Dale Earnhardt, Jr. last year at Sonoma Raceway.

NASCAR’s most popular driver will end his Cup career after 18 seasons and the struggle of finding its next superstar to carry the sport’s banner continues

Careers can be made or broken in an athlete’s life. Some have made an impact that’s lasted generations while others are a footnote in history. Whether NASCAR fans want to admit it or not, Dale Earnhardt, Jr. is one of those athlete’s that has left an impact in his profession.

Earnhardt, Jr., 42, is a two-time Daytona 500 winner, a two-time Xfinity Series (then known as Busch Grand National) champion, an All-Star race winner (2000) and winner of 26 Cup Series races.

Those accomplishments are impressive after what he’s been through since he began racing.

From the overwhelming stress of carrying the Earnhardt name to his series of concussions, Earnhardt, Jr. has had a storybook career.

When I woke up Tuesday morning, my social media feed was plagued with several tweets and posts about 14-time NASCAR’s Most Popular Driver announcing his retirement from racing in the Monster Energy NASCAR Cup Series after 2017.

Earnhardt, Jr. became the sixth driver to either announced their retirement or ended their careers in a span of six months (on May 16, 2017, Josh Wise confirmed his retirement, making him the seventh driver in seven months):

Jeff Gordon – announced his retirement in 2015, subbed in for Earnhardt, Jr. for eight races in 2016 and ran his last race at Martinsville Oct. 30.

Tony Stewart – announced his retirement before the 2016 season, retired after Homestead Nov. 20.

Brian Scott – retired after one season

Carl Edwards – retired after the 2016 season, 10 laps away from winning his first championship.

Michael Waltrip – announced early in the year he will retire after the 2017 Daytona 500 after racing in Cup since 1985.

Two other drivers, multi-series champion Greg Biffle and NASCAR Hall of Fame nominee Bobby Labonte, have announced they won’t race in Cup this year and no signs indicate they’ll race in Cup again.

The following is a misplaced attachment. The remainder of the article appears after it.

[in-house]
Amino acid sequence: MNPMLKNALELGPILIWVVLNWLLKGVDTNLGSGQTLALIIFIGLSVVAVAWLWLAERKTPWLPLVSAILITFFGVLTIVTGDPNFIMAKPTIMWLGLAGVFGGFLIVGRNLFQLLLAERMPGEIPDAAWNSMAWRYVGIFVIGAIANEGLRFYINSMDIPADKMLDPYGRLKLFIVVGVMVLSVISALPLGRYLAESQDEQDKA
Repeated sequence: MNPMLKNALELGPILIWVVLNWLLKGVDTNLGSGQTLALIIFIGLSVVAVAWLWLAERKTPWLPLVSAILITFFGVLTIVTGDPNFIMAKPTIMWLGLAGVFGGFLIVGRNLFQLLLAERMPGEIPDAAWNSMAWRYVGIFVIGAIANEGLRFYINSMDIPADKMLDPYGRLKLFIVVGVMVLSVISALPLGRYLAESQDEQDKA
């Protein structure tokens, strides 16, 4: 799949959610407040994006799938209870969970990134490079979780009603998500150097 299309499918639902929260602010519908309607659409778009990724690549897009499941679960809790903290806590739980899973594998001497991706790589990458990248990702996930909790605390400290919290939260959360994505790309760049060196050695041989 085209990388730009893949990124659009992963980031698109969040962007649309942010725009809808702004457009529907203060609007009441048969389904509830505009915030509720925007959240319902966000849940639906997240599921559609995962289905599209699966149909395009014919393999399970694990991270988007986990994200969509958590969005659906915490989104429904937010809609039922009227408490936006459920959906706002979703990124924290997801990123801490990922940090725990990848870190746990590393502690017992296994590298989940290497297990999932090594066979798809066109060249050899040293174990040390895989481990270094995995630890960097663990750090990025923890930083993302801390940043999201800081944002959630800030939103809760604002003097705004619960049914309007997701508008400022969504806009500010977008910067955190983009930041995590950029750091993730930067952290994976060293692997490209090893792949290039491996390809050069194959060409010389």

Earnhardt, Jr. said in the press conference that he wanted to leave on his own terms. A phase his father was robbed Feb. 18, 2001.

I wrote a piece last October where retirement was an intricate part of my subject regarding his future after sitting out the last 18 races due to a concussion.

Even then, the thought of Earnhardt, Jr. retiring didn’t register because of his publicly known admiration of the sport I’ve loved since I was a kid.

After the announcement was made, I started to reflect on his career that some fans have viewed as good but not good enough to be a legend as he’s still looking for that elusive Cup Series title.

My view of Earnhardt, Jr.’s career will not be about those what ifs but what he’s meant for the sport far bigger than his numbers.

Never have I seen a driver over the last few years have an infatuating passion for NASCAR like Earnhardt, Jr.

My everlasting memory may come as a surprise but his win at Martinsville Speedway Oct. 26, 2014 stood out the most.

The loud roar of Junior Nation and his jubilation when he celebrated with his pit crew showed me that he loves what he does and it’s without a doubt my favorite out of his 26 victories.

In addition to his victory, Earnhardt, Jr.’s tweets relating to the good old days when his legendary father and other greats ruled the circuit are admirable.

Those two moments alone makes Earnhardt, Jr. the definition of respect and why I enjoy the sport through its countless rule changes and sagging ratings.

NASCAR’s future is facing a dilemma far bigger than Earnhardt’s death or Richard Petty’s retirement in 1992.

Who’s the next superstar that will carry the banner like Earnhardt, Jr. has the past decade and a half?

Short term, the only driver that could carry the banner is seven-time champion Jimmie Johnson.

Johnson has been a good ambassador of the sport with his incredible workout ethic that’s revolutionized the way driver’s keep themselves fit to make the 10-month grind easier.

Johnson’s problem is he has not reached the same altitude as Earnhardt, Jr.

Johnson, 41, is still a threat every race but signs tells me he may not be around 10 years from now. Even if he sticks around, he hasn’t been a transcending guy.

Some fans have viewed Johnson as one of the key reasons why NASCAR isn’t the same as it was because of his dominance.

In the sport’s history, dominant drivers never detracted audiences away from the sport like Johnson has in his championship runs but he’s not to the sole blame for most of NASCAR’s problems.

From the fans perspective, the problem is the lack of continuity on its playoff system and countless rule changes NASCAR has produced. Consequently, some changes has produced several lackluster and confusing races.